As she ran, she cried and ended up falling over the steps in front of the house. Barbro got up quickly and turned around to see if the man in the uniform had followed her. But as she squinted, trying desperately to see through her tears, she realized there had never been a man there in the first place...
A Look Back
It was a total and undeniable flashback - to the horrifying reality lived by Anne Frank during the Holocaust. A young German Jewish girl was faced with the horrors of war when she was just a couple of years older than Barbro was now. So Anne and her family went into hiding...
The year was 1940 when the Germans invaded the Netherlands and began to persecute Jewish families - and Anne's was one of them. Her captivity began on July 6, 1942 - less than a month after her thirteenth birthday, when she was given an autograph book that she decided to use as a diary.
The Life of Anne Frank
Much like Barbro, Anne found that writing was a way to stay sane through everything that was happening in her life. So her diary became her outlet, and she wrote thought after thought, and feeling after feeling - every day until her tragic death in 1945.
For Anne, writing in her diary was the door to some kind of freedom and provided her with a feeling of relief amid the horrors of the persecution. But little did she know, it would go on to be published and would become one of the world's most famous books in the years following her death.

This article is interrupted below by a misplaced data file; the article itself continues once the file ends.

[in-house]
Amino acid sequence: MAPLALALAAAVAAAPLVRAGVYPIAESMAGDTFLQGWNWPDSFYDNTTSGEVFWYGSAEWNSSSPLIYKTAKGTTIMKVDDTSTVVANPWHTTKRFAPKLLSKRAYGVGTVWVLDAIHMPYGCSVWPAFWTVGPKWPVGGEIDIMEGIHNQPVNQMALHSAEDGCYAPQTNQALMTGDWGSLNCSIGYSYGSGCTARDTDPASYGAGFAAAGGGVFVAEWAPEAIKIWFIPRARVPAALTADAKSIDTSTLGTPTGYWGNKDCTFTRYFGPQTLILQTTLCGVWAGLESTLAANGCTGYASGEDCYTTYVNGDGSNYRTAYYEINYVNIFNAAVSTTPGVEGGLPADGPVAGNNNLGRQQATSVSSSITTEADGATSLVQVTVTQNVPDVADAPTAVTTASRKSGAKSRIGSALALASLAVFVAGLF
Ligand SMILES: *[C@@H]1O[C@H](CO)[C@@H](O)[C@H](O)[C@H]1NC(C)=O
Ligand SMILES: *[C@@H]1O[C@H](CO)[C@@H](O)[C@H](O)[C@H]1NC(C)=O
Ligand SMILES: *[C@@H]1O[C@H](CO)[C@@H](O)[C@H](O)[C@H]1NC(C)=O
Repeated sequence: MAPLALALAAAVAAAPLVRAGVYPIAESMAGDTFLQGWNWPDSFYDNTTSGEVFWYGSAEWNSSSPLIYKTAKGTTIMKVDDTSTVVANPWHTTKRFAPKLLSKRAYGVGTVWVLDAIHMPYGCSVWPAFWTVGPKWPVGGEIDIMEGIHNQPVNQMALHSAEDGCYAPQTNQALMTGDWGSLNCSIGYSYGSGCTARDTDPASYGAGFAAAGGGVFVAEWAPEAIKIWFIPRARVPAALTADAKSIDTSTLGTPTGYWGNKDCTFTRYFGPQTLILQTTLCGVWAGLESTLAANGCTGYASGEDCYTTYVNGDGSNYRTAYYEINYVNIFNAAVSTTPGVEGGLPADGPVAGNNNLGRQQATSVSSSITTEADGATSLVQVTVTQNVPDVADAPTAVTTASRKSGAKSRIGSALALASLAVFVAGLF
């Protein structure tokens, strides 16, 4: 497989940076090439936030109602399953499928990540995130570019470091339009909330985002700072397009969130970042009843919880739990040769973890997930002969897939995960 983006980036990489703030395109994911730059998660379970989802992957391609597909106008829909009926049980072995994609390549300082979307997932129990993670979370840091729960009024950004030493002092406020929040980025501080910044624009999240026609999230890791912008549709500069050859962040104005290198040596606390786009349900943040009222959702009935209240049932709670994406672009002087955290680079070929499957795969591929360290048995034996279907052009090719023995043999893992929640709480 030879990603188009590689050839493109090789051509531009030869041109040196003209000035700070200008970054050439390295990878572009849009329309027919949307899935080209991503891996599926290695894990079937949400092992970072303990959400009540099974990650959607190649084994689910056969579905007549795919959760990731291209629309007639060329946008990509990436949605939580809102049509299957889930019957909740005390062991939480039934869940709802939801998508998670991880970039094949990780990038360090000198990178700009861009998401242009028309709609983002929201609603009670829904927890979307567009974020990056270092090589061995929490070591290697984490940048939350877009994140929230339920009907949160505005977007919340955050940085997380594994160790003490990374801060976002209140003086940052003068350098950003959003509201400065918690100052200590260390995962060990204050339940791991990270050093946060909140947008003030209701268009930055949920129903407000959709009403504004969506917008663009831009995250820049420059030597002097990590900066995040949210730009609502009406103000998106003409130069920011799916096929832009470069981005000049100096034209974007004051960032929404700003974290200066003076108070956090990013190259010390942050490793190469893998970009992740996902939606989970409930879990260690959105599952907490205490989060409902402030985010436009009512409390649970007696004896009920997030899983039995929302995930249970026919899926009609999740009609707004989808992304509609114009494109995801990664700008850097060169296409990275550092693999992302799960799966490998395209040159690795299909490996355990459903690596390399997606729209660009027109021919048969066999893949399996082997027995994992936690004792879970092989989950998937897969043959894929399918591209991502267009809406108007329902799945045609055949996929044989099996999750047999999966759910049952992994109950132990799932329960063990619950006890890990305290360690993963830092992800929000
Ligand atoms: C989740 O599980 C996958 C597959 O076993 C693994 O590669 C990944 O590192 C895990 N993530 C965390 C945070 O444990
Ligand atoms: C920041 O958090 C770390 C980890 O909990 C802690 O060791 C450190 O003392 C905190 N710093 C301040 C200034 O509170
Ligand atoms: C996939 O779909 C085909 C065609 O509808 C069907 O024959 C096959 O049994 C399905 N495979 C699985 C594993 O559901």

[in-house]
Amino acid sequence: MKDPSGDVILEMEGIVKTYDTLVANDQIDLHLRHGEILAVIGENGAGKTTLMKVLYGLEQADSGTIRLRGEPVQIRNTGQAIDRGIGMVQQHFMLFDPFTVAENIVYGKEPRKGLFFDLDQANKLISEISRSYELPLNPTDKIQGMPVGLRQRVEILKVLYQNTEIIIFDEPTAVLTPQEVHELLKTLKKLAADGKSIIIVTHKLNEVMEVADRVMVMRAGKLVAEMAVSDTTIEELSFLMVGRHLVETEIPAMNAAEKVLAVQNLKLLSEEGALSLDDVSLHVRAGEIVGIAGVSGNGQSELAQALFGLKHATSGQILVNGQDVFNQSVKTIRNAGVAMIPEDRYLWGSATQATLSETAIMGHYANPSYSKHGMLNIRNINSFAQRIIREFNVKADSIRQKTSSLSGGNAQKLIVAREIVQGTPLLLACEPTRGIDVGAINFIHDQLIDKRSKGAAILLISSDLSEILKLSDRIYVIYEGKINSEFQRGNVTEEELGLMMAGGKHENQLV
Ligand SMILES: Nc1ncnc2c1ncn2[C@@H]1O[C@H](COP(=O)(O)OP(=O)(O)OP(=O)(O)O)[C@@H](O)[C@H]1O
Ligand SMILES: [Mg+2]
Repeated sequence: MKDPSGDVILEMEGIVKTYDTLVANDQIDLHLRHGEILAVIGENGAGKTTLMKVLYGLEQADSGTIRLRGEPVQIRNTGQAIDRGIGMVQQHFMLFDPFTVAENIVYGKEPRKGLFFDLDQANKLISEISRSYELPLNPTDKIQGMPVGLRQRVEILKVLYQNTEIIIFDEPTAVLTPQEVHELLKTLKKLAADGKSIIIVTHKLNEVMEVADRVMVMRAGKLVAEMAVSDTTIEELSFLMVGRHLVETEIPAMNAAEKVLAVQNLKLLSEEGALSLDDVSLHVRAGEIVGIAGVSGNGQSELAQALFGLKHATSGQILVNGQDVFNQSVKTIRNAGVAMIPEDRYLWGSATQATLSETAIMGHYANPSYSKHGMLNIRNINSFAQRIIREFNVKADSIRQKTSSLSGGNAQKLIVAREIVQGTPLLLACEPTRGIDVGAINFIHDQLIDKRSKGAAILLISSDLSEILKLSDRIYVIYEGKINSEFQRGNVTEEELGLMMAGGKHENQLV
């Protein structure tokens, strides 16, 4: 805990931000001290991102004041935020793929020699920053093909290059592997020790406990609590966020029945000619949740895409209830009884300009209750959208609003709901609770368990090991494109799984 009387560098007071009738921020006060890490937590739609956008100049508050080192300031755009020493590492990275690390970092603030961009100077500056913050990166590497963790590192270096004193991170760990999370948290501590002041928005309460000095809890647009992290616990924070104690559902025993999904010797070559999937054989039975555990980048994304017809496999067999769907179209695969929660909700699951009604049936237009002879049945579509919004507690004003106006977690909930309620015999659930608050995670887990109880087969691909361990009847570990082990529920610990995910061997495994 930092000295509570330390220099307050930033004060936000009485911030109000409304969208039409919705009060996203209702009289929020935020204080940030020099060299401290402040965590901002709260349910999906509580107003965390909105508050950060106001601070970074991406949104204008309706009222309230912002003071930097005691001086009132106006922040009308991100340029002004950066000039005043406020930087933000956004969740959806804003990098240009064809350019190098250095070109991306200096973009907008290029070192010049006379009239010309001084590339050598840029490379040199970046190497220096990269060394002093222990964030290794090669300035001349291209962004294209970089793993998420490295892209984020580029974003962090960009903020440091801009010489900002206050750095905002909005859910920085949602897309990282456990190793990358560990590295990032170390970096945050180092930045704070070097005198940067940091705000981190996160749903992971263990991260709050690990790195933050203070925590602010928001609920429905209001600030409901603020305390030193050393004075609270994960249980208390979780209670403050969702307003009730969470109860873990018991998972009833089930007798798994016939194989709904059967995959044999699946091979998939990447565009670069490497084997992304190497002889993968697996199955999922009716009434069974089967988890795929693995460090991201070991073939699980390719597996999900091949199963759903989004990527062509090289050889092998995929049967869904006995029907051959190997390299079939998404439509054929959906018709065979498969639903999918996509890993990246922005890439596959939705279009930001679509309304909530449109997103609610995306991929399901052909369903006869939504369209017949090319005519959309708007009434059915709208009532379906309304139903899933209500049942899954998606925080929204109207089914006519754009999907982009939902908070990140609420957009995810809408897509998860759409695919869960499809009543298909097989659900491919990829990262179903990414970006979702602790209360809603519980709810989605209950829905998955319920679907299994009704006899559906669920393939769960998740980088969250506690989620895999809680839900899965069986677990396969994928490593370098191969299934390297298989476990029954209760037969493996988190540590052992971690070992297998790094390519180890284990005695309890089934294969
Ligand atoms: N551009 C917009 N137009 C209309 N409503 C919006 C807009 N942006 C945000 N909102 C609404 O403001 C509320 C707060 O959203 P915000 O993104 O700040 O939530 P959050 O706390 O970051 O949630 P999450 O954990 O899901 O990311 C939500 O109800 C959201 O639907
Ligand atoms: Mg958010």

Memories Left Behind
In fact, Anne Frank's diary became the second best-seller book after the Bible. But unfortunately, she never got to see the success that followed what started out as a means to find comfort in the midst of disaster. She died, along with her mother and sister. And Otto Frank was the only family member who survived...
A few years after the war, Frank returned to Amsterdam and met with a woman named Miep Gies, who was one of the kind people who helped the family hide from the Germans. She was also the person who found Anne Frank's diary in the attic of their former house.
The Diary Of A Young Girl
Otto Frank decided to publish the precious memories his daughter had left behind. He knew it would help reveal the true story of how the Jewish people suffered the horrors of the Holocaust. But when he made this important decision, he had no idea how successful or famous it would become.
Anne Frank's diary was first published on June 25th, 1947, and was titled Anne Frank: The Diary Of A Young Girl. It was a window inside the heart and mind of a horrified young girl - too young for the tragic fate she was ultimately faced with. And it eventually ended up in the lap of Barbro Karlén...
"No Other Explanation"
But that's not where this story ends. The young girl eventually met with Anne Frank's last living relative: a man named Buddy Elias. Although he didn't believe in reincarnation, he ended up responding with "yes" when asked by newspapers whether Barbro was the reincarnation of Anne Frank.
"Unless Barbro's mother or father got their hands on a copy of Anne Frank's Diary and read the whole book to her before the age of two years old, there cannot be another explanation," he explained, as Exemplore reports. Two girls, two diaries, two realities, one spirit - we'll leave it to our readers to tell us what they think.